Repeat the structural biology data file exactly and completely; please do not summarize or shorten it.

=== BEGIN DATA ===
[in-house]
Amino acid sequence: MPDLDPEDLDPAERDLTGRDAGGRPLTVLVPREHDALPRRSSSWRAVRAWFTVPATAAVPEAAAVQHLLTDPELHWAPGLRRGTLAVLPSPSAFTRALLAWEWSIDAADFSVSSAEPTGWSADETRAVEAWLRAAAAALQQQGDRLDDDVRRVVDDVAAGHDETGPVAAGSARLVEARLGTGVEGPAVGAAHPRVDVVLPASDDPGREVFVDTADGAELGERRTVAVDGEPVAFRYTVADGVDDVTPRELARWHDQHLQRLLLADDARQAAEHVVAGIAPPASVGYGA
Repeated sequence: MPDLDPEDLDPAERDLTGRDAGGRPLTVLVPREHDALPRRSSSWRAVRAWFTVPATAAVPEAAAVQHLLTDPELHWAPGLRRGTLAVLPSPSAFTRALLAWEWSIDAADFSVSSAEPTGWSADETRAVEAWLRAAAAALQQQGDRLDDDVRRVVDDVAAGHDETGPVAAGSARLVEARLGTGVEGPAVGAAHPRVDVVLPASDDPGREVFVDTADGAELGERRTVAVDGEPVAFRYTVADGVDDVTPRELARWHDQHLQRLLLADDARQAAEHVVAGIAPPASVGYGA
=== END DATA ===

[in-house]
Amino acid sequence: MPDLDPEDLDPAERDLTGRDAGGRPLTVLVPREHDALPRRSSSWRAVRAWFTVPATAAVPEAAAVQHLLTDPELHWAPGLRRGTLAVLPSPSAFTRALLAWEWSIDAADFSVSSAEPTGWSADETRAVEAWLRAAAAALQQQGDRLDDDVRRVVDDVAAGHDETGPVAAGSARLVEARLGTGVEGPAVGAAHPRVDVVLPASDDPGREVFVDTADGAELGERRTVAVDGEPVAFRYTVADGVDDVTPRELARWHDQHLQRLLLADDARQAAEHVVAGIAPPASVGYGA
Repeated sequence: MPDLDPEDLDPAERDLTGRDAGGRPLTVLVPREHDALPRRSSSWRAVRAWFTVPATAAVPEAAAVQHLLTDPELHWAPGLRRGTLAVLPSPSAFTRALLAWEWSIDAADFSVSSAEPTGWSADETRAVEAWLRAAAAALQQQGDRLDDDVRRVVDDVAAGHDETGPVAAGSARLVEARLGTGVEGPAVGAAHPRVDVVLPASDDPGREVFVDTADGAELGERRTVAVDGEPVAFRYTVADGVDDVTPRELARWHDQHLQRLLLADDARQAAEHVVAGIAPPASVGYGA